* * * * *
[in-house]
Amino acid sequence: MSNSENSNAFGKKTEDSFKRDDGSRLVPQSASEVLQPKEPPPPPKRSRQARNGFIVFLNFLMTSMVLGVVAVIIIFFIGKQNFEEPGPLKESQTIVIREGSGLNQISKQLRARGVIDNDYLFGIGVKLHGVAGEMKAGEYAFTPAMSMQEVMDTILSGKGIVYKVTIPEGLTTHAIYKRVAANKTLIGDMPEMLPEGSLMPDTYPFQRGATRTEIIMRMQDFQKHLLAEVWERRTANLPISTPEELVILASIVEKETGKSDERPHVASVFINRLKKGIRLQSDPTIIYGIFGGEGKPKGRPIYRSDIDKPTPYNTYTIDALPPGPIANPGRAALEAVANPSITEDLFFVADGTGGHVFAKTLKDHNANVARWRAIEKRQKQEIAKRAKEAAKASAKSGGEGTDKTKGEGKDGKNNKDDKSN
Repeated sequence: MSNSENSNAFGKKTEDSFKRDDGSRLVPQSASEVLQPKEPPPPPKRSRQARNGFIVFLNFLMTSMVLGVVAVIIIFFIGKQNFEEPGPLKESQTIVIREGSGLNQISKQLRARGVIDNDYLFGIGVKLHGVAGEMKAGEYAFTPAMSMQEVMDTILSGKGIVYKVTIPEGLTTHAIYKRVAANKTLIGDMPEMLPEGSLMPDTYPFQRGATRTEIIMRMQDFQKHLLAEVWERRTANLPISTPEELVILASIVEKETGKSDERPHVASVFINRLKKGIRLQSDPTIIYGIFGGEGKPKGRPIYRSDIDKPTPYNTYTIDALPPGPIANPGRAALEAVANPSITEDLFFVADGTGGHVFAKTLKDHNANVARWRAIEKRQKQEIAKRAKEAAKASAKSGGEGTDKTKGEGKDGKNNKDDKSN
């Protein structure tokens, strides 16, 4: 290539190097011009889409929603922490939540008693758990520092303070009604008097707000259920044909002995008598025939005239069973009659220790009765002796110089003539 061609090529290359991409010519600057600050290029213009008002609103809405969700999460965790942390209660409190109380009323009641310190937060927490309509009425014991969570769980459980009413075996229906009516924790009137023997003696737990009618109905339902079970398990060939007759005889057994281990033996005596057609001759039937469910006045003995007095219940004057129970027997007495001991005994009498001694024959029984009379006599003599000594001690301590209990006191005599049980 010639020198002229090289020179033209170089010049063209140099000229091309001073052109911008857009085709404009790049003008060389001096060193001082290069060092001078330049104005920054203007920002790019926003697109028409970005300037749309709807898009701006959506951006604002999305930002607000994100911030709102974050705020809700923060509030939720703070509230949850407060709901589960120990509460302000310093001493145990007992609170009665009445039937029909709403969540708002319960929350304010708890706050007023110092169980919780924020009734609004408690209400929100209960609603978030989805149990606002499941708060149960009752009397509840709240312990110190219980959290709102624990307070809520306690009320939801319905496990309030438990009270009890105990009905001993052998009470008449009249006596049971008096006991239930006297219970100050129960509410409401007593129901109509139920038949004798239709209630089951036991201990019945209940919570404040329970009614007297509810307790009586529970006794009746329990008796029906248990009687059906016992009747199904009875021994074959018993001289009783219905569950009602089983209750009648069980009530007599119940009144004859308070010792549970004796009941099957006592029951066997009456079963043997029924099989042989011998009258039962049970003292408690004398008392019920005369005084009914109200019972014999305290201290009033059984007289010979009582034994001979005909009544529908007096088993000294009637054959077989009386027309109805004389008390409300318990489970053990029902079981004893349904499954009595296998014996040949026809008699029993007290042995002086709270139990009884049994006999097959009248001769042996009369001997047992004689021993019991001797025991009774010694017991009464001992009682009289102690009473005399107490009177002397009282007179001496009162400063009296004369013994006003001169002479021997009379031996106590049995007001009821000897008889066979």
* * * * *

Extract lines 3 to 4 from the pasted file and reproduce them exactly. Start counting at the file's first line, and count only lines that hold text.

Repeated sequence: MSNSENSNAFGKKTEDSFKRDDGSRLVPQSASEVLQPKEPPPPPKRSRQARNGFIVFLNFLMTSMVLGVVAVIIIFFIGKQNFEEPGPLKESQTIVIREGSGLNQISKQLRARGVIDNDYLFGIGVKLHGVAGEMKAGEYAFTPAMSMQEVMDTILSGKGIVYKVTIPEGLTTHAIYKRVAANKTLIGDMPEMLPEGSLMPDTYPFQRGATRTEIIMRMQDFQKHLLAEVWERRTANLPISTPEELVILASIVEKETGKSDERPHVASVFINRLKKGIRLQSDPTIIYGIFGGEGKPKGRPIYRSDIDKPTPYNTYTIDALPPGPIANPGRAALEAVANPSITEDLFFVADGTGGHVFAKTLKDHNANVARWRAIEKRQKQEIAKRAKEAAKASAKSGGEGTDKTKGEGKDGKNNKDDKSN
């Protein structure tokens, strides 16, 4: 290539190097011009889409929603922490939540008693758990520092303070009604008097707000259920044909002995008598025939005239069973009659220790009765002796110089003539 061609090529290359991409010519600057600050290029213009008002609103809405969700999460965790942390209660409190109380009323009641310190937060927490309509009425014991969570769980459980009413075996229906009516924790009137023997003696737990009618109905339902079970398990060939007759005889057994281990033996005596057609001759039937469910006045003995007095219940004057129970027997007495001991005994009498001694024959029984009379006599003599000594001690301590209990006191005599049980 010639020198002229090289020179033209170089010049063209140099000229091309001073052109911008857009085709404009790049003008060389001096060193001082290069060092001078330049104005920054203007920002790019926003697109028409970005300037749309709807898009701006959506951006604002999305930002607000994100911030709102974050705020809700923060509030939720703070509230949850407060709901589960120990509460302000310093001493145990007992609170009665009445039937029909709403969540708002319960929350304010708890706050007023110092169980919780924020009734609004408690209400929100209960609603978030989805149990606002499941708060149960009752009397509840709240312990110190219980959290709102624990307070809520306690009320939801319905496990309030438990009270009890105990009905001993052998009470008449009249006596049971008096006991239930006297219970100050129960509410409401007593129901109509139920038949004798239709209630089951036991201990019945209940919570404040329970009614007297509810307790009586529970006794009746329990008796029906248990009687059906016992009747199904009875021994074959018993001289009783219905569950009602089983209750009648069980009530007599119940009144004859308070010792549970004796009941099957006592029951066997009456079963043997029924099989042989011998009258039962049970003292408690004398008392019920005369005084009914109200019972014999305290201290009033059984007289010979009582034994001979005909009544529908007096088993000294009637054959077989009386027309109805004389008390409300318990489970053990029902079981004893349904499954009595296998014996040949026809008699029993007290042995002086709270139990009884049994006999097959009248001769042996009369001997047992004689021993019991001797025991009774010694017991009464001992009682009289102690009473005399107490009177002397009282007179001496009162400063009296004369013994006003001169002479021997009379031996106590049995007001009821000897008889066979």